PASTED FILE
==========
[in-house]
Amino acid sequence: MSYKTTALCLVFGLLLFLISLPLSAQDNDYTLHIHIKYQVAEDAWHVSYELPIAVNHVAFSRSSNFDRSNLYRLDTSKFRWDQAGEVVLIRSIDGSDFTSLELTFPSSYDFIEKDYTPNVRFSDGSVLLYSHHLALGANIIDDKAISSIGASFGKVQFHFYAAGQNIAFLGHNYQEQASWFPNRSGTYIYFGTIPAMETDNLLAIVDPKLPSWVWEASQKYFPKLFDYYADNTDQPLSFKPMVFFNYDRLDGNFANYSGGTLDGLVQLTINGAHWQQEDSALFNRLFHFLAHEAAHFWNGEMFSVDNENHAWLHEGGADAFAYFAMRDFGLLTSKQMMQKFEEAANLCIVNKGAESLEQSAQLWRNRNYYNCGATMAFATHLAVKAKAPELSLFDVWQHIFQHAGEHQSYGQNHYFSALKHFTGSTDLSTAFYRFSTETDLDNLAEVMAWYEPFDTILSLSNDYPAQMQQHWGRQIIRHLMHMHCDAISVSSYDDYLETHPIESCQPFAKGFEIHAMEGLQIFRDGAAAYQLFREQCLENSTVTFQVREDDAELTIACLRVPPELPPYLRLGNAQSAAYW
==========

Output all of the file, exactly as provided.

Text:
[in-house]
Amino acid sequence: MSYKTTALCLVFGLLLFLISLPLSAQDNDYTLHIHIKYQVAEDAWHVSYELPIAVNHVAFSRSSNFDRSNLYRLDTSKFRWDQAGEVVLIRSIDGSDFTSLELTFPSSYDFIEKDYTPNVRFSDGSVLLYSHHLALGANIIDDKAISSIGASFGKVQFHFYAAGQNIAFLGHNYQEQASWFPNRSGTYIYFGTIPAMETDNLLAIVDPKLPSWVWEASQKYFPKLFDYYADNTDQPLSFKPMVFFNYDRLDGNFANYSGGTLDGLVQLTINGAHWQQEDSALFNRLFHFLAHEAAHFWNGEMFSVDNENHAWLHEGGADAFAYFAMRDFGLLTSKQMMQKFEEAANLCIVNKGAESLEQSAQLWRNRNYYNCGATMAFATHLAVKAKAPELSLFDVWQHIFQHAGEHQSYGQNHYFSALKHFTGSTDLSTAFYRFSTETDLDNLAEVMAWYEPFDTILSLSNDYPAQMQQHWGRQIIRHLMHMHCDAISVSSYDDYLETHPIESCQPFAKGFEIHAMEGLQIFRDGAAAYQLFREQCLENSTVTFQVREDDAELTIACLRVPPELPPYLRLGNAQSAAYW